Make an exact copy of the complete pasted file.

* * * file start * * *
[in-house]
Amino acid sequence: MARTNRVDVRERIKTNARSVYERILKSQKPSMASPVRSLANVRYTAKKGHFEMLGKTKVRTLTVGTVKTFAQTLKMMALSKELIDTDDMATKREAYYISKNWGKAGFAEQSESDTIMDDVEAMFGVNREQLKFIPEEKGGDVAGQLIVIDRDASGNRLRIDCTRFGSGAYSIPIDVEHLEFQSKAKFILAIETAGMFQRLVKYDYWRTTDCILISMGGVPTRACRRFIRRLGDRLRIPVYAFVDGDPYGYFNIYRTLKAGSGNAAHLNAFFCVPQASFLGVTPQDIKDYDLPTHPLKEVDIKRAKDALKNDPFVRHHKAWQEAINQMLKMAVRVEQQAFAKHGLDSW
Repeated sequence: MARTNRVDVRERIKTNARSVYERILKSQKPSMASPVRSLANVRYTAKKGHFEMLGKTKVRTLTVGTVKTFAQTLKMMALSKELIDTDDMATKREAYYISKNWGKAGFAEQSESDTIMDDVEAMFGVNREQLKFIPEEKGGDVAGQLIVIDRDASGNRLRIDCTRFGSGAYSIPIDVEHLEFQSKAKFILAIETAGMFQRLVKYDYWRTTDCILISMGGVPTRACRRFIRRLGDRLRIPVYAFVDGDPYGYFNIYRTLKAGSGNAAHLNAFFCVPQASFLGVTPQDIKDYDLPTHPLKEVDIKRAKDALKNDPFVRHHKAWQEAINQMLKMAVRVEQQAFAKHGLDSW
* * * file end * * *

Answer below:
[in-house]
Amino acid sequence: MARTNRVDVRERIKTNARSVYERILKSQKPSMASPVRSLANVRYTAKKGHFEMLGKTKVRTLTVGTVKTFAQTLKMMALSKELIDTDDMATKREAYYISKNWGKAGFAEQSESDTIMDDVEAMFGVNREQLKFIPEEKGGDVAGQLIVIDRDASGNRLRIDCTRFGSGAYSIPIDVEHLEFQSKAKFILAIETAGMFQRLVKYDYWRTTDCILISMGGVPTRACRRFIRRLGDRLRIPVYAFVDGDPYGYFNIYRTLKAGSGNAAHLNAFFCVPQASFLGVTPQDIKDYDLPTHPLKEVDIKRAKDALKNDPFVRHHKAWQEAINQMLKMAVRVEQQAFAKHGLDSW
Repeated sequence: MARTNRVDVRERIKTNARSVYERILKSQKPSMASPVRSLANVRYTAKKGHFEMLGKTKVRTLTVGTVKTFAQTLKMMALSKELIDTDDMATKREAYYISKNWGKAGFAEQSESDTIMDDVEAMFGVNREQLKFIPEEKGGDVAGQLIVIDRDASGNRLRIDCTRFGSGAYSIPIDVEHLEFQSKAKFILAIETAGMFQRLVKYDYWRTTDCILISMGGVPTRACRRFIRRLGDRLRIPVYAFVDGDPYGYFNIYRTLKAGSGNAAHLNAFFCVPQASFLGVTPQDIKDYDLPTHPLKEVDIKRAKDALKNDPFVRHHKAWQEAINQMLKMAVRVEQQAFAKHGLDSW